Nitrogen-generating bacteria will replace the usual fertilizers
Nitrogen fertilizers, widely used in agriculture, unfortunately, heavily pollute natural sources of fresh water. As recent studies show, they can be replaced by special, completely safe bacteria derived by genetic engineering.
Researchers from the University of Washington, led by Associate Professor Florence Moose, have developed new strains of soil bacteria Azotobakter vinelandii, capable of releasing ammonia (NH3) in higher concentrations compared to previously known species.
Their effectiveness was confirmed during experiments when added to the soil, where there were rice sprouts that fed on ammonia produced by bacteria.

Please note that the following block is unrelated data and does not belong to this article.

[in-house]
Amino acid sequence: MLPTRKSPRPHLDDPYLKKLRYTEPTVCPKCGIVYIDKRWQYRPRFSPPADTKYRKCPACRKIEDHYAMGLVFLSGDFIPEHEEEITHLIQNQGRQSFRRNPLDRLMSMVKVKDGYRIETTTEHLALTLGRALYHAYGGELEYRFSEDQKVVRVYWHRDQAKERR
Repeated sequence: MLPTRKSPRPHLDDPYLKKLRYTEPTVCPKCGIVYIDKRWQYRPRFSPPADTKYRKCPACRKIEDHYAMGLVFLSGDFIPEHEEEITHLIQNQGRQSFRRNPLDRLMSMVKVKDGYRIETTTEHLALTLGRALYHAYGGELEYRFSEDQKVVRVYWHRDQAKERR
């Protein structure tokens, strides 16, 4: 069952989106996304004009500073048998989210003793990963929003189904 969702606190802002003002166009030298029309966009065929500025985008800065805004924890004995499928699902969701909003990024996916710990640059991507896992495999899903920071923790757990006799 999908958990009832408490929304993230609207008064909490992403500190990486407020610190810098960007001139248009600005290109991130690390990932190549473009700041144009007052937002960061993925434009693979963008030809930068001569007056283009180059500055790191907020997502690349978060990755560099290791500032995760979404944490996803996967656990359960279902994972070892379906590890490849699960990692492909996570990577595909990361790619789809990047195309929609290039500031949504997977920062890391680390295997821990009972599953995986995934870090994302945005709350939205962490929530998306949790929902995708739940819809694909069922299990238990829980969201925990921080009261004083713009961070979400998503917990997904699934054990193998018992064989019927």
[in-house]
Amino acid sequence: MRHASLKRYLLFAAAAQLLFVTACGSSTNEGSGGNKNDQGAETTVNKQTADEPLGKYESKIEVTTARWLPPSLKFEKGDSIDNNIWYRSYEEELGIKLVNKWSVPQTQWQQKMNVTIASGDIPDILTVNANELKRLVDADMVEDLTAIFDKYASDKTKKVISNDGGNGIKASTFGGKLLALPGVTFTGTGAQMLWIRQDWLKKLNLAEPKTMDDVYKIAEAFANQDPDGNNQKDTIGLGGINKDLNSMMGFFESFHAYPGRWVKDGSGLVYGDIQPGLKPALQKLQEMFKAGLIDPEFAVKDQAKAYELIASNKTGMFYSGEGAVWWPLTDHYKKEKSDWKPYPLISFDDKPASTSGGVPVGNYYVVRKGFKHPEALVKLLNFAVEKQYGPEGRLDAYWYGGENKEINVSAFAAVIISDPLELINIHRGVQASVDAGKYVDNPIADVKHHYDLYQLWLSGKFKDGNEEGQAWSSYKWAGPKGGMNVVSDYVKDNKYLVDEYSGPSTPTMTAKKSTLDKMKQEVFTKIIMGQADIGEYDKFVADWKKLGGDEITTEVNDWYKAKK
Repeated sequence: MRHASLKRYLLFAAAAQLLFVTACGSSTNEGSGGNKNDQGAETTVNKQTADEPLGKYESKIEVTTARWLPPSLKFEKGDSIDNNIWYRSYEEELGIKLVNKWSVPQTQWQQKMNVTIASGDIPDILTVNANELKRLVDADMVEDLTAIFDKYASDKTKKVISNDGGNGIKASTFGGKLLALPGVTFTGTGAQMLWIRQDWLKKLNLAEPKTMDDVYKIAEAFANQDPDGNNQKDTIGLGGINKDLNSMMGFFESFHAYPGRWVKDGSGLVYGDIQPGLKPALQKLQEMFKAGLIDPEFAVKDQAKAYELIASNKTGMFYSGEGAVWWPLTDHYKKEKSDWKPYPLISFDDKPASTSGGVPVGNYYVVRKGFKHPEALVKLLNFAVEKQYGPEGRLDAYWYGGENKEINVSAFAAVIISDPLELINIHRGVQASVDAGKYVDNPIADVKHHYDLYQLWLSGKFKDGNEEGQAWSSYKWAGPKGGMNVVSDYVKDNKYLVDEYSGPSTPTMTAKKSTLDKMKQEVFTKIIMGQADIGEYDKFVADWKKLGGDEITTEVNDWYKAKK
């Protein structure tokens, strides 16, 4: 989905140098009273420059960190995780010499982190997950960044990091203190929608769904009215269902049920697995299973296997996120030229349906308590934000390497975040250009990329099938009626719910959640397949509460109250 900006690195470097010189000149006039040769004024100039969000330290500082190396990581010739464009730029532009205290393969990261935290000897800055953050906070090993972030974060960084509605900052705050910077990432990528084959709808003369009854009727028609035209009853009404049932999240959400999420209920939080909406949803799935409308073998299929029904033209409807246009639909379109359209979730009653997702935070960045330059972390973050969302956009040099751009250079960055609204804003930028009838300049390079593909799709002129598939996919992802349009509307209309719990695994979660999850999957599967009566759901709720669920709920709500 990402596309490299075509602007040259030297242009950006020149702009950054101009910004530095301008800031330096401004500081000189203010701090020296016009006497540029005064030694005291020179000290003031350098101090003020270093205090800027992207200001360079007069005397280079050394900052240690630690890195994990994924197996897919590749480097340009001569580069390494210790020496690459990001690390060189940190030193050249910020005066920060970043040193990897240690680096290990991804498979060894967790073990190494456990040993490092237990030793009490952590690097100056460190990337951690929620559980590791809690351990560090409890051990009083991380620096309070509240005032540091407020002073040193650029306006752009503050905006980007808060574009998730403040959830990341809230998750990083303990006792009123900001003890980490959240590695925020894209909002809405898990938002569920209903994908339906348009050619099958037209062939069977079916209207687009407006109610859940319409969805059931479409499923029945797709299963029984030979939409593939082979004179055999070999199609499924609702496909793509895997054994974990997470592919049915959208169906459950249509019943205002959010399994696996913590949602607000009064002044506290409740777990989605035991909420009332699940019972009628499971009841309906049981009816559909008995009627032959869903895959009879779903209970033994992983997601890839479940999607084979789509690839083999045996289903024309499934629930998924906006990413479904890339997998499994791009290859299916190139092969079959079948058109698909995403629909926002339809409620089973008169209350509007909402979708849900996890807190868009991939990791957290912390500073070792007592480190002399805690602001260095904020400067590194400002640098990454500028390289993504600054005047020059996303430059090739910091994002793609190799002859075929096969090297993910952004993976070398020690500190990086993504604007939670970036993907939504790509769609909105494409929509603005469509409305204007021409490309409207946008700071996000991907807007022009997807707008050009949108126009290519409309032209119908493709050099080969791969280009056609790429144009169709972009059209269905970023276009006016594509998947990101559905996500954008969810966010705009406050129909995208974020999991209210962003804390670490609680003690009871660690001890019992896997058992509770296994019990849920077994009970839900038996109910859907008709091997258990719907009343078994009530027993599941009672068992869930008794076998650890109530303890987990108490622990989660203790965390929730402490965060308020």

The main task facing scientists today is the breeding of additional strains that produce NH3 at different rates. What does it give? With such bacteria at their disposal, farmers will be able to use them for specific crops that consume a certain amount of this substance.
As a result, plants will consume exactly as much ammonia as they need and, very importantly, without the residue that would otherwise end up in groundwater or other fresh water sources. In addition, farmers will be able to save quite a lot without buying “extra” fertilizers.